Alternate title: Wendell Potter's urgent warning to the Brits: You don't want USA style pay or die healthcare
As David Cameron, the newly elected British Prime Minster is gangbusters to institute reform of many cherished British institutions, our friend, ally, and fellow Kossack Wendell Potter is warning the Brits not to allow right wing ideologues in Britain to privatize, Americanize and destroy vital public services such as health care.
Wendell was asked by Channel 4 news in the U.K. to write an essay about why the United Kingdom should steer very clear of any U.S type makeover of their healthcare system. He had plenty to say.
In his piece, NHS Reform: Don't follow the U.S. Example, Wendell explains how and why going down our uniquely American path would lead to catastrophe.
But David Cameron, the British Prime Minister is a free market zealot. He is contemplating Americanizing, which is tantamount to destroying, some pieces of their beloved NHS. As we know, privatization and replacing the health needs of the populace with the profit needs of the free market, would be an unmitigated disaster and Wendell explains why.
As someone who knows firsthand how the profit motive can wreck a healthcare system - leaving millions of people without coverage and millions of others unable to pay for care even if they do have insurance - I was alarmed to learn about the reforms to the NHS that Prime Minister David Cameron is advocating.
As Channel 4's recent investigation revealed, those reforms could very easily incentivize GPs to make decisions based on profits instead of clinical need.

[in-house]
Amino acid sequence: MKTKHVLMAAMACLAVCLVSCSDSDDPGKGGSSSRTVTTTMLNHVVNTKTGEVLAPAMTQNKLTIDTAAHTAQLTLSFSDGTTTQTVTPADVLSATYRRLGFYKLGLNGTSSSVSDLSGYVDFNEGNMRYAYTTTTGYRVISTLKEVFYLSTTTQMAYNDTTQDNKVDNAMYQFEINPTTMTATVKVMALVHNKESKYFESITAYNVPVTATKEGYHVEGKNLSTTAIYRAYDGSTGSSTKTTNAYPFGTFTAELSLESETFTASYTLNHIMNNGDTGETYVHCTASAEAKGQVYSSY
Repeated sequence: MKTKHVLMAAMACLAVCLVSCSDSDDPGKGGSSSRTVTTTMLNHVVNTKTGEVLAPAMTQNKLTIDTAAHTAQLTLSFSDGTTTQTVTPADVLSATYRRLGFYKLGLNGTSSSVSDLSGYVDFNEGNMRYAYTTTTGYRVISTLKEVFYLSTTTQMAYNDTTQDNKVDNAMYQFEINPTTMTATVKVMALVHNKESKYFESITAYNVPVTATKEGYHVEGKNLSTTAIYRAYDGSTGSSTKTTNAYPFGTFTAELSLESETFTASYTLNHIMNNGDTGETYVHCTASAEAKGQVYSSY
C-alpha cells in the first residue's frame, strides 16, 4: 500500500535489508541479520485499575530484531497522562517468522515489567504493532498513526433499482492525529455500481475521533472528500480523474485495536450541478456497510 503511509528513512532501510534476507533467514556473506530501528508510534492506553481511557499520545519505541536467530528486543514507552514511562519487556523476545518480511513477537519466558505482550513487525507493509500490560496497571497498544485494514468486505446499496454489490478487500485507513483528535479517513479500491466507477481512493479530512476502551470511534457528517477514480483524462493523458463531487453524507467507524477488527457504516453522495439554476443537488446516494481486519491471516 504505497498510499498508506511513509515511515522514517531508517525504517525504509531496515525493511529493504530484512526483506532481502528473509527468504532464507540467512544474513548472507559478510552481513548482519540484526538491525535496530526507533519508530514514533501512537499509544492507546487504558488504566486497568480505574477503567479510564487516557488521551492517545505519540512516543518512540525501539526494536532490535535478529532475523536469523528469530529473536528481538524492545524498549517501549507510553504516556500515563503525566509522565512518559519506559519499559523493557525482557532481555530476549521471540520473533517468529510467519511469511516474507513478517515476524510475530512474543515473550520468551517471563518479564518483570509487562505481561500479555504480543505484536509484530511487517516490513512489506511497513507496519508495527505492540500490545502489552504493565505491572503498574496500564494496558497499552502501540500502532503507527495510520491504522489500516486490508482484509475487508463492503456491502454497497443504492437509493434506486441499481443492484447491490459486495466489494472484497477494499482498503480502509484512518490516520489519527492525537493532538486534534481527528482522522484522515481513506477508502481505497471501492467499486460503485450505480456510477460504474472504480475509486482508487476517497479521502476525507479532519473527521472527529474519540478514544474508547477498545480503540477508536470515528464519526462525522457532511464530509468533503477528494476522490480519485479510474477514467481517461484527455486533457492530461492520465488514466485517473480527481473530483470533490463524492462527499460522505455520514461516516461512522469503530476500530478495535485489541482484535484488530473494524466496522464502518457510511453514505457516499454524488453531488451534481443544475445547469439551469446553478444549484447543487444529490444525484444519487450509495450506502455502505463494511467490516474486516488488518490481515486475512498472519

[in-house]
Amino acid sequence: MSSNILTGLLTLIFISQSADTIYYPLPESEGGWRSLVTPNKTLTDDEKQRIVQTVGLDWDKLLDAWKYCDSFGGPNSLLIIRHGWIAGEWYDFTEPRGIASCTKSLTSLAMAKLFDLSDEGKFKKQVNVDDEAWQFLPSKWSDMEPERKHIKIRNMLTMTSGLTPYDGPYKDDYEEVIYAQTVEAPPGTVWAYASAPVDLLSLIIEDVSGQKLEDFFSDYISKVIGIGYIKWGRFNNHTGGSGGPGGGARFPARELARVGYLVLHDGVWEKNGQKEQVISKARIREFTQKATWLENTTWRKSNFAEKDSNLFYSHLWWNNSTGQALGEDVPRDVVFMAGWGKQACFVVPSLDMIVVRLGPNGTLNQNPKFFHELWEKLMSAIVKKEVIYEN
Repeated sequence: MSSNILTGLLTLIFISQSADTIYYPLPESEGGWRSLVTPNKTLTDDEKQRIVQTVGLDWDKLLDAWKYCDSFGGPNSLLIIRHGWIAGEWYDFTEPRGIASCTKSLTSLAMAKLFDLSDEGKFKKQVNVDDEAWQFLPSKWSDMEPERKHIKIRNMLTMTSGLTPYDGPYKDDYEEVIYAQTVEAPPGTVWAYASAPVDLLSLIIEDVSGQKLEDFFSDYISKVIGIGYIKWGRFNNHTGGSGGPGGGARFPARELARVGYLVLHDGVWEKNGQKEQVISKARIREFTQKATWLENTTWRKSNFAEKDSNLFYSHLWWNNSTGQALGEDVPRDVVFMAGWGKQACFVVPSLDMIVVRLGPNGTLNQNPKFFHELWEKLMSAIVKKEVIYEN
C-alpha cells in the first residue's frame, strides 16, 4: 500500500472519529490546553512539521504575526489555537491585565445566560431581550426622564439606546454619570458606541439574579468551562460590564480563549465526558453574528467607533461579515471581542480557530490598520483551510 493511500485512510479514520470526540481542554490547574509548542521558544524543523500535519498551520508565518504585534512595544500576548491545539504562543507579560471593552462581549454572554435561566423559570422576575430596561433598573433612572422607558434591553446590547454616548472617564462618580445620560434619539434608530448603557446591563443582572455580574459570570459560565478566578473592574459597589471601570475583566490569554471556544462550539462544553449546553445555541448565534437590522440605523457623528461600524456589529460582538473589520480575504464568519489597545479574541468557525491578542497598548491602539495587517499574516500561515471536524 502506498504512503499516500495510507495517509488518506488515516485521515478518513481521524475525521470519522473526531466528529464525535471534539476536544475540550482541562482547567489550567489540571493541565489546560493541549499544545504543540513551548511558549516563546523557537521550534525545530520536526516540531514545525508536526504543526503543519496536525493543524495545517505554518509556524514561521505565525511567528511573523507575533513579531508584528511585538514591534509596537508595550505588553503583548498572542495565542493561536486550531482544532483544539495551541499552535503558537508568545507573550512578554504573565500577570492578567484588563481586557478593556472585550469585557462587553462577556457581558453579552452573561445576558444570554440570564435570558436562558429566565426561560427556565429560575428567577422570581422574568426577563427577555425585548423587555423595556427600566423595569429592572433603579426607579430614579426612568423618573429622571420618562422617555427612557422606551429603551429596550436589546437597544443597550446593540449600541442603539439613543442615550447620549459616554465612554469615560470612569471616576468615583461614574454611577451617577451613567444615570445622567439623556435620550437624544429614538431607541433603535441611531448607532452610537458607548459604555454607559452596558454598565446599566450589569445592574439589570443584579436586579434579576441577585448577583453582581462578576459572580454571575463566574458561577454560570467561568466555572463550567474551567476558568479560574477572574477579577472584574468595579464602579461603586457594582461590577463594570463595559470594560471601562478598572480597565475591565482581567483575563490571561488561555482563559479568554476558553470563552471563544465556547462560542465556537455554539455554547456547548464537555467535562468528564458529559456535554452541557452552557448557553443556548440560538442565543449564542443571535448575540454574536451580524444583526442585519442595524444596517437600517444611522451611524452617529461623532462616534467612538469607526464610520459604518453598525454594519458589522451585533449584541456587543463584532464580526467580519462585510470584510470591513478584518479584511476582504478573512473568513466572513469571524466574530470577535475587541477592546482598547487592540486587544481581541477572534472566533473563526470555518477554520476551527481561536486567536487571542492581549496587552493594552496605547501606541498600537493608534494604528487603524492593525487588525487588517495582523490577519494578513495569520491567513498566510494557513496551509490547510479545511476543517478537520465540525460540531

To understand how devastating that could be to the people of England, all one has to do is look at the American healthcare system.
But what's most disturbing about all this, is that a new study from the Office of Population Research at Princeton University, shows that from birth to death, at every stage of life, Americans are way less healthy then their British counterparts.
From birth through old age, Americans have poorer health than their British counterparts, a new study finds.
Researchers used data on nearly 40,000 residents of the United States and 70,000 residents of England taken from nationally representative health surveys of the respective countries.
After all the numbers were crunched, Americans had higher rates of nearly all chronic diseases and markers of diseases than people of a similar age in England.
Those diseases and signs of poor health included: obesity, low HDL (good) cholesterol, high overall cholesterol, high C-reactive protein (a sign of inflammation), diabetes and asthma.
. . .Taken together, the worse health of Americans by nearly every measure should be a wake-up call for the public and policymakers, said study author Melissa Martinson, a postdoctoral research associate in the Office of Population Research at Princeton University.
"Across most of these markers of health, Americans fare worse than the English, and the health differences are just as large at very young ages as they are later in life," Martinson said.
Esteemed doctors are warning that privatization which would lead to the private hospitals "cherrypicking" the healthiest and leaving the sickest to the tattered remains of the NHS, would return the nation to 1930s healthcare.
This should sound very familiar to most Americans.
Dr Mark Porter, chairman of the BMA’s hospital consultant committee, said proposed changes would create an “increasingly tattered safety net” for people suffering from complex illnesses such as heart failure, diabetes or obesity.